There was scattered violence in Katanga and Kasai-Oriental provinces. Three people were killed after gunmen attacked policemen posted at the Nanja School polling station in Lubumbashi. Unhappy voters burned three polling stations in Kasai-Oriental Province.
In the capital Kinshasa, the violence feared after weekend clashes between supporters of the main presidential candidates did not materialize. President Joseph Kabila and his main challenger, Etienne Tshisekedi, voted in Kinshasa.
Voting was peaceful elsewhere around DR Congo. People started lining up as early as 4 am to choose their president and national Members of Parliament. Most polling stations opened as early as 6am.
People were handed a list of the 11 presidential candidates and the more than 18,000 parliamentary candidates, each with a unique number, to pick from as they entered the voting booth.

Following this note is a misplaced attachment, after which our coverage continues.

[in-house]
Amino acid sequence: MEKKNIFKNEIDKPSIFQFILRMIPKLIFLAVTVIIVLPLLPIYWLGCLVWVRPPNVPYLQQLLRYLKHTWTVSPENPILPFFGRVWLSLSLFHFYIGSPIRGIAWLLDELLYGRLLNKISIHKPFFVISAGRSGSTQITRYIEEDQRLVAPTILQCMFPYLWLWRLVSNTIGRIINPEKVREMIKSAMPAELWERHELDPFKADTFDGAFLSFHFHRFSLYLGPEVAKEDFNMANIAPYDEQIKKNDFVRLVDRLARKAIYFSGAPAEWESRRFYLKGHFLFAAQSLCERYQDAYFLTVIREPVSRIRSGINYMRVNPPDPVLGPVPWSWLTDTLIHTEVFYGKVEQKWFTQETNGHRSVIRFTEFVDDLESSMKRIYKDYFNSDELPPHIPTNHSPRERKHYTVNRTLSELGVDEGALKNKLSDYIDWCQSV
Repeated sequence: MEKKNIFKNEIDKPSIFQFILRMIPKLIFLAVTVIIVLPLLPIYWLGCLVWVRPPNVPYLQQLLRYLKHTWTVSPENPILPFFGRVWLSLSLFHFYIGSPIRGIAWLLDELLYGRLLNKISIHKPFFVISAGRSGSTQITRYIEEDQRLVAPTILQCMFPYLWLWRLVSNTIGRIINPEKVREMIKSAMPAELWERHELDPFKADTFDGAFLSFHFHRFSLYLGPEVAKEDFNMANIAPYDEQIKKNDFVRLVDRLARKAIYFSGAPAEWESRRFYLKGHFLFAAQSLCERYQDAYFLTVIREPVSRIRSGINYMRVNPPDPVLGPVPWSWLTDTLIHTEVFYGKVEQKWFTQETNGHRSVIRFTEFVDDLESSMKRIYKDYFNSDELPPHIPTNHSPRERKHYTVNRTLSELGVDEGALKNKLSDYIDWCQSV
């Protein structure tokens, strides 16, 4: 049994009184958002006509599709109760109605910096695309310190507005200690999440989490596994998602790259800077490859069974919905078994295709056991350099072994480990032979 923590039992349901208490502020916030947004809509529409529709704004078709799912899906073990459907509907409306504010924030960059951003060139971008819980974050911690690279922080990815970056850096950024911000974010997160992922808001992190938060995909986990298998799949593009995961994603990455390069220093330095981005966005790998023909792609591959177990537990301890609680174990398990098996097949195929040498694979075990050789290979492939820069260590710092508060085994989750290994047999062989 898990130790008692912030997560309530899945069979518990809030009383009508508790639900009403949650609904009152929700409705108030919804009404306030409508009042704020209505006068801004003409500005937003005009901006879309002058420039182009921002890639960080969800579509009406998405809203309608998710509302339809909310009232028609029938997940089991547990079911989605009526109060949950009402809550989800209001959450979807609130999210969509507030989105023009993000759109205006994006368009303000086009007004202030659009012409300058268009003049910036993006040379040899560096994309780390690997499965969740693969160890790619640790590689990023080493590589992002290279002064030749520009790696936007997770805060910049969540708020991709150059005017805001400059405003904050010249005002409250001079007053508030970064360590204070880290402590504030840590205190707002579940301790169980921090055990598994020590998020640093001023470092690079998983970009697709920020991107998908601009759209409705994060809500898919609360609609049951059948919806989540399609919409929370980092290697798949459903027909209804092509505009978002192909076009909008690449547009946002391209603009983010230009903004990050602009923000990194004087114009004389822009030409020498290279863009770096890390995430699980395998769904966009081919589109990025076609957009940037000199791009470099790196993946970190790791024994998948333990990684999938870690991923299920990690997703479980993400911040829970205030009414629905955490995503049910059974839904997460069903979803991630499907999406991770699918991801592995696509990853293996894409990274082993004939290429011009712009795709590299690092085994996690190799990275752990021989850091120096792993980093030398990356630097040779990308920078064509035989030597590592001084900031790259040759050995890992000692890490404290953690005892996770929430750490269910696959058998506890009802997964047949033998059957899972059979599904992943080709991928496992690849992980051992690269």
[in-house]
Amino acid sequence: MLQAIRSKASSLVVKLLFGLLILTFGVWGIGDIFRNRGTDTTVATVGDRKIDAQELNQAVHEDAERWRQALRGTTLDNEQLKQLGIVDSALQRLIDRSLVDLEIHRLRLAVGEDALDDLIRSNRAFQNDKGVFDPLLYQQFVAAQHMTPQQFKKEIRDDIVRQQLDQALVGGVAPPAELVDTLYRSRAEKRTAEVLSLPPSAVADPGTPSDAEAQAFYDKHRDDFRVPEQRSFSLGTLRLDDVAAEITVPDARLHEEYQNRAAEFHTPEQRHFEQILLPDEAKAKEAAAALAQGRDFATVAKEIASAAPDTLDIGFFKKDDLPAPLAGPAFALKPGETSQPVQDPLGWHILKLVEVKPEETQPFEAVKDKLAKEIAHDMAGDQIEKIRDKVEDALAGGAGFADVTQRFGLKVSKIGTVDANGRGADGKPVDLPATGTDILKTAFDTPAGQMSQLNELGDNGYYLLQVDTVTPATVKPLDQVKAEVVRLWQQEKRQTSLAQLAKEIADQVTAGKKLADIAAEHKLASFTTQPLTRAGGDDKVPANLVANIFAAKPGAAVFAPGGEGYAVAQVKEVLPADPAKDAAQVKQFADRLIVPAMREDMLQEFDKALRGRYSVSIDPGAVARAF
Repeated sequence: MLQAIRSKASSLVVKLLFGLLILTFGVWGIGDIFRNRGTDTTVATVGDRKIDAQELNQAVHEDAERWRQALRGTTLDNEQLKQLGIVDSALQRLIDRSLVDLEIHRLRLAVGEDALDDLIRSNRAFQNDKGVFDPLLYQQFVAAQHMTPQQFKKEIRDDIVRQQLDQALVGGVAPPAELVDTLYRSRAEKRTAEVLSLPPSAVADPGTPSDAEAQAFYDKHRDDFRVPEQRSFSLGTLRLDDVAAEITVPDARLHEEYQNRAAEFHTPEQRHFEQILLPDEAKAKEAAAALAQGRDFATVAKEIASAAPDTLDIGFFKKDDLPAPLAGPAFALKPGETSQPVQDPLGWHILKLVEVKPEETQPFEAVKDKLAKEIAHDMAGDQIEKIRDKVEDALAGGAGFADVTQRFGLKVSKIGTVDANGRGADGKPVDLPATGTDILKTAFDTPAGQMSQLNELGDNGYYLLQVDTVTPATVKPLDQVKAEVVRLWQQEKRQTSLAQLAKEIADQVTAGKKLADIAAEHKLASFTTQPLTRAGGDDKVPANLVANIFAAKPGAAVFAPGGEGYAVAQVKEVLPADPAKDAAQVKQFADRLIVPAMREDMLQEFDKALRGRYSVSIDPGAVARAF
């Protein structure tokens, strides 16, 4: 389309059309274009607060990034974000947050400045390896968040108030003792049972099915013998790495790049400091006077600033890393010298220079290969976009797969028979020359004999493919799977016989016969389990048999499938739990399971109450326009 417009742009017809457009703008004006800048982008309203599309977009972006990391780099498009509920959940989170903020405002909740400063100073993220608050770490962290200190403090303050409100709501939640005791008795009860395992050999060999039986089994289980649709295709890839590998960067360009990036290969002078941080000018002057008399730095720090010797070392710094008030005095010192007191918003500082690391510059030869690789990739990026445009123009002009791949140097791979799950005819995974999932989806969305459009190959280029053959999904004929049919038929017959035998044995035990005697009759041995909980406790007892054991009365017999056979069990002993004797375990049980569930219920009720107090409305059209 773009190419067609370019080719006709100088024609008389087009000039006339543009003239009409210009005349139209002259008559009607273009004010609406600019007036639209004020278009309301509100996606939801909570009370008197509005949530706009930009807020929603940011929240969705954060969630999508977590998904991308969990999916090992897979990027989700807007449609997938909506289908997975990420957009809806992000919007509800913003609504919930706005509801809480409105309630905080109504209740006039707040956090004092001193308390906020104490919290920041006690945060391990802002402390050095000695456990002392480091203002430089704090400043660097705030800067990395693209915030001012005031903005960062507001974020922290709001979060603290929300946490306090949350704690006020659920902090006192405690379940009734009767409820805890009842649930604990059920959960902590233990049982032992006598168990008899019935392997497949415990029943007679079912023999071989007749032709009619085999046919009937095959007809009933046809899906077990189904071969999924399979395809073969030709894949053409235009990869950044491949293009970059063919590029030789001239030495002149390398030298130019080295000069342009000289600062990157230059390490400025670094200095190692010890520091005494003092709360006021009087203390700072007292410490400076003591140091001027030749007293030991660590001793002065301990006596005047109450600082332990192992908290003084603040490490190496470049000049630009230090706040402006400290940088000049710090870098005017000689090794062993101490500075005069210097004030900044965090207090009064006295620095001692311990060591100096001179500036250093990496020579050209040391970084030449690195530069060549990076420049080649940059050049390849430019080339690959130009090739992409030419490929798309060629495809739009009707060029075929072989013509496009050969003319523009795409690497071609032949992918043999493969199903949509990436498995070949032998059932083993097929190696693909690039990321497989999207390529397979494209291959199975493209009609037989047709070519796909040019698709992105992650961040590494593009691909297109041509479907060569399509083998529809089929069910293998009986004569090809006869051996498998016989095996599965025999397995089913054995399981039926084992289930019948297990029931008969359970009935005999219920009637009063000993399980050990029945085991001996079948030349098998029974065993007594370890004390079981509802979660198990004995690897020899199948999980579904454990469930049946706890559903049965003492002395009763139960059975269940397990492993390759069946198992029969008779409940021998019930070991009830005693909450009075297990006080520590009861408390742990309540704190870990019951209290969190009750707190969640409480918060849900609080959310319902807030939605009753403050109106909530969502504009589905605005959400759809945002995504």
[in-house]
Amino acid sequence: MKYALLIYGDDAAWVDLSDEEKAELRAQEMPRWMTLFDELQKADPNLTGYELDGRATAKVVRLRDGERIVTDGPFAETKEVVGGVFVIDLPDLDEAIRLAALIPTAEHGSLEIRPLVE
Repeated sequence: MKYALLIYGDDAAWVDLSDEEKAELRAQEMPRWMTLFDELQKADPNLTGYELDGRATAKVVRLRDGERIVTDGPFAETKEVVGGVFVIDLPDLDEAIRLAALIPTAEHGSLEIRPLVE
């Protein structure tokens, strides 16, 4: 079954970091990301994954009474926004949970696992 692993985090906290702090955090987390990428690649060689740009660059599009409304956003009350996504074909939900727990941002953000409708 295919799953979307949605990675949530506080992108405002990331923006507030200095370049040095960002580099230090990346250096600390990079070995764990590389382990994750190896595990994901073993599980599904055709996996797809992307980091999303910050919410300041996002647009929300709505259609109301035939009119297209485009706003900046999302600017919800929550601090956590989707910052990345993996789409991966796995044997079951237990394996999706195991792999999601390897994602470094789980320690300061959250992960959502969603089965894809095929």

Observers sent by candidates, and other local and international observers, witnessed the elections. The INEC, which includes members named by opposition parties and the ruling majority, accredited the observers before the elections.
"It's a victory for the INEC, but also for the Congolese people", Jacques Djoli, the vice-President of the Independent National Electoral Commission said about the elections Monday night on RTNC TV.
Amid fears and allegations of fraud before the elections, there were tensions at some polling stations, as voters and observers wanted to make sure that ballot boxes had not already been stuffed with votes.
Voting was allowed to proceed after 5pm on Monday at polling stations that still had people in line to vote.
The INEC has extended voting at polling stations where people were not able to vote because voting material did not arrive on time.
As vote counting goes on elsewhere around the country, observers are present at the polling stations to witness the count and the results being posted at each station.
The elections results will be announced on December 6, the last day of President Kabila's five-year term.